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3 Pieces of 401(k) Investment Advice

Nicole Seghetti
June 7, 2014

Your 401(k) is the best option for ensuring you retire when and how you want. But it's not likely your employer offers much 401(k) investment advice, making it important for you to gain as much knowledge as you can. Here are three ways you can best manage your 401(k).

1. Read your materials
This sounds basic, and it is, but few people actually spend time doing it. According to a 2012 LIMRA study, two-thirds of Americans with retirement plans admitted spending less than five minutes reviewing their retirement-plan disclosures. Worse yet, 20% said they "rarely or never read disclosure paperwork at all." 

By not reading your materials, you could be missing out on valuable pieces of information regarding your plan. Ask your HR department for a copy of your summary plan description, or SPD. That's a plain-English document that provides you with the ins and outs of your plan. Learn about your possible company match and profit sharing, 401(k) loan provisions, and much more.

2. Pay attention to fees
The same LIMRA study mentioned above showed that 90% of 401(k) participants either didn't think they paid any fees or didn't know the fees they paid for their plans. But you, as the 401(k) plan participant, pay for most plan fees -- not your employer. While fees have decreased substantially in the past decade, everyone pays a fee to have a 401(k). In a 2011 Fee Study conducted by Deloitte for the Investment Company Institute, the median "all-in" fee stood at 0.78% per year. That means a typical 401(k) owner would pay about $780 annually for every $100,000 in his or her account.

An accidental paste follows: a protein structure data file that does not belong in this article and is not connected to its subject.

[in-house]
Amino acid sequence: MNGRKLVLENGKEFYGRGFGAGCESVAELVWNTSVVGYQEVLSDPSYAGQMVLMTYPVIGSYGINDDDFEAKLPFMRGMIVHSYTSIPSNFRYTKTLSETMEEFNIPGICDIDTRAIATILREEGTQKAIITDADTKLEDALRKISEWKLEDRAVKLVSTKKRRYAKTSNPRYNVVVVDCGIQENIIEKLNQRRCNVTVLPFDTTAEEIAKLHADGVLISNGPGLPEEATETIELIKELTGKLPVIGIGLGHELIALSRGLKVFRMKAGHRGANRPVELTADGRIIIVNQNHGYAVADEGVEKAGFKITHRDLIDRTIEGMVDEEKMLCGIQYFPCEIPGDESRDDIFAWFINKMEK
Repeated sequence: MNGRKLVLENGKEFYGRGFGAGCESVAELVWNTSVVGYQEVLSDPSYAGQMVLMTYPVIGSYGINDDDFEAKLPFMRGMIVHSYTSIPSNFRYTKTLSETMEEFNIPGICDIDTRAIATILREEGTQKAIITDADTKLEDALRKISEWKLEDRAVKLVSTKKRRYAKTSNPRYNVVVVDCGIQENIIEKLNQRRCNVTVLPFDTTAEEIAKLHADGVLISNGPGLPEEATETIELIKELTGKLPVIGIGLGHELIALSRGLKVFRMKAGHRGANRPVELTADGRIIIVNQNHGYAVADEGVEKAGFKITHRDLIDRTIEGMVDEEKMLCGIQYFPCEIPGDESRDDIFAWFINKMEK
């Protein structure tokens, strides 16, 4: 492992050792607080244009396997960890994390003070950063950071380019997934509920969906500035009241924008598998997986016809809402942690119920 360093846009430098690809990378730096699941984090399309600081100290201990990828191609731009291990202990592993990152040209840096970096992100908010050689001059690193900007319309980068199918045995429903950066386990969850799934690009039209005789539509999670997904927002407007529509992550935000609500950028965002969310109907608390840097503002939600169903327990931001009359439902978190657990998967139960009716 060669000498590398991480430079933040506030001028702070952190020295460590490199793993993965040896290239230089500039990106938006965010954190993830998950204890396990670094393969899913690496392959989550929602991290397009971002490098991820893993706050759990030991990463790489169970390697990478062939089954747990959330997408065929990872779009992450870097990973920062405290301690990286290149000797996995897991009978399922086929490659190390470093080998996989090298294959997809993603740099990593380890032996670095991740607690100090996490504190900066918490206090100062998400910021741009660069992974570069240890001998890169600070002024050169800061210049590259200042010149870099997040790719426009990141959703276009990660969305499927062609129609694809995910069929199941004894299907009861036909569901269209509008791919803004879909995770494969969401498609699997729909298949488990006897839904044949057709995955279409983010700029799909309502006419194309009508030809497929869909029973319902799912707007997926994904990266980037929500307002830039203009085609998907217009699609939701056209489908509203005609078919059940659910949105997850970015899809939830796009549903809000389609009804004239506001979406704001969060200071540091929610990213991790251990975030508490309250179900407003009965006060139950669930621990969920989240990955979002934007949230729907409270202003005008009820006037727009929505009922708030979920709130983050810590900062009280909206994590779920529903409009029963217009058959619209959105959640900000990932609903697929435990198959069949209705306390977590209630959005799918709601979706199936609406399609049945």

Small improvements in plan fees can pay off big-time. A Government Accountability Office study compared the difference between paying 1.5% in fees versus 0.5%. It started with someone with a 401(k) account balance of $20,000 and assumed the investment grew by 7% each year. A person paying 0.5% in fees would have about $70,500 in 20 years, but a person paying 1.5% in fees would have a retirement balance of only $58,400 in 20 years, representing a cost of more than $12,000.

Plan fees fall into three categories: asset-based (mutual fund expense ratios), administrative (record keeping and custodial service fees), and individual participant fees (special-request activity like expedited paperwork and overnighted checks). Historically, these figures weren't spelled out in hard dollars and cents for you, but a 2